Perhaps the largest category of exceptions to the warrant requirement is consent. If you voluntarily tell police officers that they can search you or your belongings, that is all the permission they need. They can search anything and everything if you allow them. On an intuitive level, there is nothing really wrong with this. If we tell someone they can search us, we cannot really complain about what they find. To the degree that the consent it truly voluntary, I agree with the consent exception. However, I am skeptical about how voluntary it is and am skeptical that people consent as often as police officers claim.
An officer is under no obligation to tell someone that they can say, “no” to a request to search. At the outset, this makes it questionable about whether a person has truly consented to be searched, and most police officers endeavor to make it sound as though they are just being polite when they ask for permission. Before officers ask for permission, they will frequently ask a somewhat incriminating question, such as, “you don’t have any weapons or drugs on you?” After the person denies possession, the officer will say, “so you won’t mind if I look around your car for a bit?” Most people would answer a bit differently if they knew what was really being said: “Before I can search you for illegal items, I need your permission so please give it to me.”
Suffice it to say, you do not want to give an officer permission to search you or your belongings. I do not let strangers rifle through my belongings or search my pockets, no matter how well meaning they are. Neither should you. Politely tell the officer that you will not consent to a search and you would like to leave. The officer might not let you go, but it is important to make your lack of consent clear. You give yourself a chance to end the encounter sooner and the majority of officers feel constrained by your refusal. There are times that officers can think of other warrant exceptions, but by refusing consent, your lawyer can argue the legality of the exception. There are also times officers believe probable cause exists for a judge to issue a search warrant, but then you have a third party deciding the legality. There is not much left to argue once a citizen gives consent.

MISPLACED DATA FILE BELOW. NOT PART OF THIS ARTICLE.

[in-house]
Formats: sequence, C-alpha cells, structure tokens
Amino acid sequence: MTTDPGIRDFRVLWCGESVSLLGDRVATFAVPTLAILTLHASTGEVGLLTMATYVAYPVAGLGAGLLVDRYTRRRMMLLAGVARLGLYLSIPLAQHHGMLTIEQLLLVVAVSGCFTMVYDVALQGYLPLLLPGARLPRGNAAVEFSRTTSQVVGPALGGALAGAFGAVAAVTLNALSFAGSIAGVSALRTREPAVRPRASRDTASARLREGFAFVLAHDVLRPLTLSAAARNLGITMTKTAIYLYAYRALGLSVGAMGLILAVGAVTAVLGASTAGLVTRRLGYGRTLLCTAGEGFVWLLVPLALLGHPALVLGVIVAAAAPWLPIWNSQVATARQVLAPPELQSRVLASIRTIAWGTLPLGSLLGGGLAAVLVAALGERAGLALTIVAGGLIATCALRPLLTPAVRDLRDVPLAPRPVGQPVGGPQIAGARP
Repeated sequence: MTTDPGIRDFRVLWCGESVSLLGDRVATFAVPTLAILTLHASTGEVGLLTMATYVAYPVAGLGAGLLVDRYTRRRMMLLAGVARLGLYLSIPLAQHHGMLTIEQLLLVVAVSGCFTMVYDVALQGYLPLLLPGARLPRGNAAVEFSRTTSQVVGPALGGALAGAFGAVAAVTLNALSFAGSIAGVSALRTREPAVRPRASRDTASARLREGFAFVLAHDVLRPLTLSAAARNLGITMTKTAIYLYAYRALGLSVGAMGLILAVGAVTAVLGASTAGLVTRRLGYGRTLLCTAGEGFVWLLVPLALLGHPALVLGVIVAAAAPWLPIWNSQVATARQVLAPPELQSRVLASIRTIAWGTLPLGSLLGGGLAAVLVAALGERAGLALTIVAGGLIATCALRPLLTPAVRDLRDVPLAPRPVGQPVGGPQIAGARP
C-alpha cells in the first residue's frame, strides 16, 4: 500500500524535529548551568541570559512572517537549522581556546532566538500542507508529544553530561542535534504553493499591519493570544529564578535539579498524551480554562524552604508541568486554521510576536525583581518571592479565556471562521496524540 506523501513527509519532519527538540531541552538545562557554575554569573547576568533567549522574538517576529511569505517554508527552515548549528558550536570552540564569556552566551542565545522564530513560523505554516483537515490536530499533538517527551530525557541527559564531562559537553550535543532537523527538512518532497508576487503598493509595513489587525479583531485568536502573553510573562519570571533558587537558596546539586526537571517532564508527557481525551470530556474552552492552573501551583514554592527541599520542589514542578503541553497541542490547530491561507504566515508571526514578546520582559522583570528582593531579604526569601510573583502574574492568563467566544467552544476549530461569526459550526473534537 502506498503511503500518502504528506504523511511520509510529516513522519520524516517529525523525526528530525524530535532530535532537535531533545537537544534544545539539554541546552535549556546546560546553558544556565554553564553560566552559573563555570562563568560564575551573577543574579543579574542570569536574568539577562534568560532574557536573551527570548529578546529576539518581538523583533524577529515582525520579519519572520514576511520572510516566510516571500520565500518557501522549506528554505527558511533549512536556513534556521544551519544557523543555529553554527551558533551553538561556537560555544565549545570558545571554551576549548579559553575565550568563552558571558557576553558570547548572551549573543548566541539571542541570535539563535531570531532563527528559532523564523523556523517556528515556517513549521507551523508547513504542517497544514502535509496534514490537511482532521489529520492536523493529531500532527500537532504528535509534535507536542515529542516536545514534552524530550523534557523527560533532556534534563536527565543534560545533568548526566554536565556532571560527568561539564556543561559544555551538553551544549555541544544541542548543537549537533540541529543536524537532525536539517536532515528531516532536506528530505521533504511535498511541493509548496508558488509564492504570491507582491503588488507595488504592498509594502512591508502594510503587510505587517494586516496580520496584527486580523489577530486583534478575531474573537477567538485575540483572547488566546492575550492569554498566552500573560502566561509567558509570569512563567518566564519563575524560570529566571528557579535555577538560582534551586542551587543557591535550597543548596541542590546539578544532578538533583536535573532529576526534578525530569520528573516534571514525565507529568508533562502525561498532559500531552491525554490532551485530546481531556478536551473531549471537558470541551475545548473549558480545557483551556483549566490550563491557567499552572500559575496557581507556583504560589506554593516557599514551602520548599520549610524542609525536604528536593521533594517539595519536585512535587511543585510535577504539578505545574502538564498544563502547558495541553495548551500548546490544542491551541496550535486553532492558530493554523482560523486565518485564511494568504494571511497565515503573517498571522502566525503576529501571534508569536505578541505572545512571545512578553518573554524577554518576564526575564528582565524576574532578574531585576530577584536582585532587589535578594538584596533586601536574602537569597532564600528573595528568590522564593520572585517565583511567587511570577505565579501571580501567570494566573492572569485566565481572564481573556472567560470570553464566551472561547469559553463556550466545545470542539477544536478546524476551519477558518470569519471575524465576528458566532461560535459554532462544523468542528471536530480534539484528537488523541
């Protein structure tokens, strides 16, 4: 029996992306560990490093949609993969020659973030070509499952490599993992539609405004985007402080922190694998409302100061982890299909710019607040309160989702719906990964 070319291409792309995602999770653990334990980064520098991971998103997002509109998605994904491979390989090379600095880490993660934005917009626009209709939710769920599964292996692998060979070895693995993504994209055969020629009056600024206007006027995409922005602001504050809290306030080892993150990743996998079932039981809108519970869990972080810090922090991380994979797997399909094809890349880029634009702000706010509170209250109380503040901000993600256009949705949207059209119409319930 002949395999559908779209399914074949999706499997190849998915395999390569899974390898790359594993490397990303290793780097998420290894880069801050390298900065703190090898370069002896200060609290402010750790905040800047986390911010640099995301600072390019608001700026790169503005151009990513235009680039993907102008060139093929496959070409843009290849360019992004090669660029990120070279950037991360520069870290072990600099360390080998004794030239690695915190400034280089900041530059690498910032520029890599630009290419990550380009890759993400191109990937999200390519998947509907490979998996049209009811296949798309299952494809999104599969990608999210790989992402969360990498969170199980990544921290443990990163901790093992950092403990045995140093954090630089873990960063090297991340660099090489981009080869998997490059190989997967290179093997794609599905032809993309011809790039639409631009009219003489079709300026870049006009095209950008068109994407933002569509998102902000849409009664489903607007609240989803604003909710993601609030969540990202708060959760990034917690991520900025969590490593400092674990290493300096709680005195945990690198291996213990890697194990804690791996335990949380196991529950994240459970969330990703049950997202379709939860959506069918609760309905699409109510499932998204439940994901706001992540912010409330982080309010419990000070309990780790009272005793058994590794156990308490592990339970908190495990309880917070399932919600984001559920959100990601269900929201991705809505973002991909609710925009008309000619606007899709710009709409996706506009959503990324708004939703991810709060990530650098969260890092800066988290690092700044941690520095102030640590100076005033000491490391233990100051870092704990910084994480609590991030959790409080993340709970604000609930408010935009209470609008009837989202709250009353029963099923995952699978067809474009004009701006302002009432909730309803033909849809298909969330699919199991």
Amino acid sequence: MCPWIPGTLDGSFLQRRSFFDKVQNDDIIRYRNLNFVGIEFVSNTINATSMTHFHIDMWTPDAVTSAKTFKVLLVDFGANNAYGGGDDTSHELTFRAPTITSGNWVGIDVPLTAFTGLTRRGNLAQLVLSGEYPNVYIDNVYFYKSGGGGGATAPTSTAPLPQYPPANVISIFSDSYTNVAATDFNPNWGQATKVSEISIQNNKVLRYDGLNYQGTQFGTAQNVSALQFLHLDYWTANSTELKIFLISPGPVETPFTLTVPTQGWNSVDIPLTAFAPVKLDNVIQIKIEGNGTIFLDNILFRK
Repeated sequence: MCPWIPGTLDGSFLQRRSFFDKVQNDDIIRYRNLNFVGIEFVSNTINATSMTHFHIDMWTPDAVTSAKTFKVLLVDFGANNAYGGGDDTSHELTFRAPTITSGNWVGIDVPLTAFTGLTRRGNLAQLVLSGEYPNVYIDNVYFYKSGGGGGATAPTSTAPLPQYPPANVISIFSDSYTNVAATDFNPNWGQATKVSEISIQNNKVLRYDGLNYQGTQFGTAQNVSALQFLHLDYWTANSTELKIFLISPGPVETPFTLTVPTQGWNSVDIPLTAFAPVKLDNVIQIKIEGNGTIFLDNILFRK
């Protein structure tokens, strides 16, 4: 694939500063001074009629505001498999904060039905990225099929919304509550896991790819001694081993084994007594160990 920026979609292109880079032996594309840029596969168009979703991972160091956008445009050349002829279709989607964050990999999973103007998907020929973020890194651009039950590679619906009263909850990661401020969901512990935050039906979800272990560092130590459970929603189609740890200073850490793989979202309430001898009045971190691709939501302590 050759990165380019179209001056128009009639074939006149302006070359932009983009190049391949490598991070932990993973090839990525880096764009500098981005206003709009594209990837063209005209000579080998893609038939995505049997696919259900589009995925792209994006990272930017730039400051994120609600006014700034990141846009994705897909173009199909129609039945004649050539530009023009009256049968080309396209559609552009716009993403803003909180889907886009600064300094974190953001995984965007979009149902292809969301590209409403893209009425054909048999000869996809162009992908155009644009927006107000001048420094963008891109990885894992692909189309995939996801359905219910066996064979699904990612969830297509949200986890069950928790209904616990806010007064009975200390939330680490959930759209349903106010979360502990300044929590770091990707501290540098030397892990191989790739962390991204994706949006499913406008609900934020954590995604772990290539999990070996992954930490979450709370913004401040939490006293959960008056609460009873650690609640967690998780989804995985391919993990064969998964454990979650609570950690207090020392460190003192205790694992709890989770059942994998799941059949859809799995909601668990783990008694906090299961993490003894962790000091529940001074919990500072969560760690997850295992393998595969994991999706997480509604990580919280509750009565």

Unfortunately, some officers will ignore a person’s refusal entirely and plow ahead as though the person had given consent. Equally problematic, judges give officers the benefit of the doubt during a suppression hearing. When a police officer says that a person consented, judges tend to believe the officer, regardless of how illogical or implausible the story is. This is despite the burden of proof ostensibly residing on the government to show that there was consent for the warrantless search.
To some degree, smart phones are able to combat this problem. The ACLU chapters in some states offer apps that record police interactions. The app hides the record icon and makes it difficult to find the recorded file so an officer cannot just delete it. A user can send a copy of the file to the ACLU for backup. I hope that this app or a similar app will spread to Utah, and that the possibility of recording will deter officers from lying about consent.
May 20, 2013 at 7:23 PM
Are the recordings admissible in court in pre-trials and/or trials for evidence or impeachment purposes?
May 21, 2013 at 11:21 AM
Yes, it should be. The person who recorded the video will need to testify that they recorded it, and that they have not altered it. Some background testimony will lay the foundation for the video’s introduction into evidence and then a judge, and possibly a jury depending on the type of hearing, can consider it.
May 21, 2013 at 11:22 AM
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